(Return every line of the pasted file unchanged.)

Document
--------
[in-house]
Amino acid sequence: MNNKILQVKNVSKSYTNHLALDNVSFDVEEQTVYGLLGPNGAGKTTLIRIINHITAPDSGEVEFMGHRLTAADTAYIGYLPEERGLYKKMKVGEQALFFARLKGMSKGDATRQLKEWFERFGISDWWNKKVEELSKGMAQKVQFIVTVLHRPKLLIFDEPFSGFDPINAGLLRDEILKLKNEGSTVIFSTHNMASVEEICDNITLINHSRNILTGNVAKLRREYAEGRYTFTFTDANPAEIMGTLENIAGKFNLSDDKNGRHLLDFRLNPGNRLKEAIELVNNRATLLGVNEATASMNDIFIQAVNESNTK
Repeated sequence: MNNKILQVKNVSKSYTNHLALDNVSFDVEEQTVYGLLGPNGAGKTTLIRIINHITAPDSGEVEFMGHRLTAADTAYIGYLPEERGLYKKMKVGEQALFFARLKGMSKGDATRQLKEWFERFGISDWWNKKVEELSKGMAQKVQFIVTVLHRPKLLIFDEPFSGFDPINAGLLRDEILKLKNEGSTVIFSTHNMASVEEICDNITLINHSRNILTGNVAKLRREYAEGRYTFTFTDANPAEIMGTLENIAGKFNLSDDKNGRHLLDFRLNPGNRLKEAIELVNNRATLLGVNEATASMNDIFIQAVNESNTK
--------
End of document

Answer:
[in-house]
Amino acid sequence: MNNKILQVKNVSKSYTNHLALDNVSFDVEEQTVYGLLGPNGAGKTTLIRIINHITAPDSGEVEFMGHRLTAADTAYIGYLPEERGLYKKMKVGEQALFFARLKGMSKGDATRQLKEWFERFGISDWWNKKVEELSKGMAQKVQFIVTVLHRPKLLIFDEPFSGFDPINAGLLRDEILKLKNEGSTVIFSTHNMASVEEICDNITLINHSRNILTGNVAKLRREYAEGRYTFTFTDANPAEIMGTLENIAGKFNLSDDKNGRHLLDFRLNPGNRLKEAIELVNNRATLLGVNEATASMNDIFIQAVNESNTK
Repeated sequence: MNNKILQVKNVSKSYTNHLALDNVSFDVEEQTVYGLLGPNGAGKTTLIRIINHITAPDSGEVEFMGHRLTAADTAYIGYLPEERGLYKKMKVGEQALFFARLKGMSKGDATRQLKEWFERFGISDWWNKKVEELSKGMAQKVQFIVTVLHRPKLLIFDEPFSGFDPINAGLLRDEILKLKNEGSTVIFSTHNMASVEEICDNITLINHSRNILTGNVAKLRREYAEGRYTFTFTDANPAEIMGTLENIAGKFNLSDDKNGRHLLDFRLNPGNRLKEAIELVNNRATLLGVNEATASMNDIFIQAVNESNTK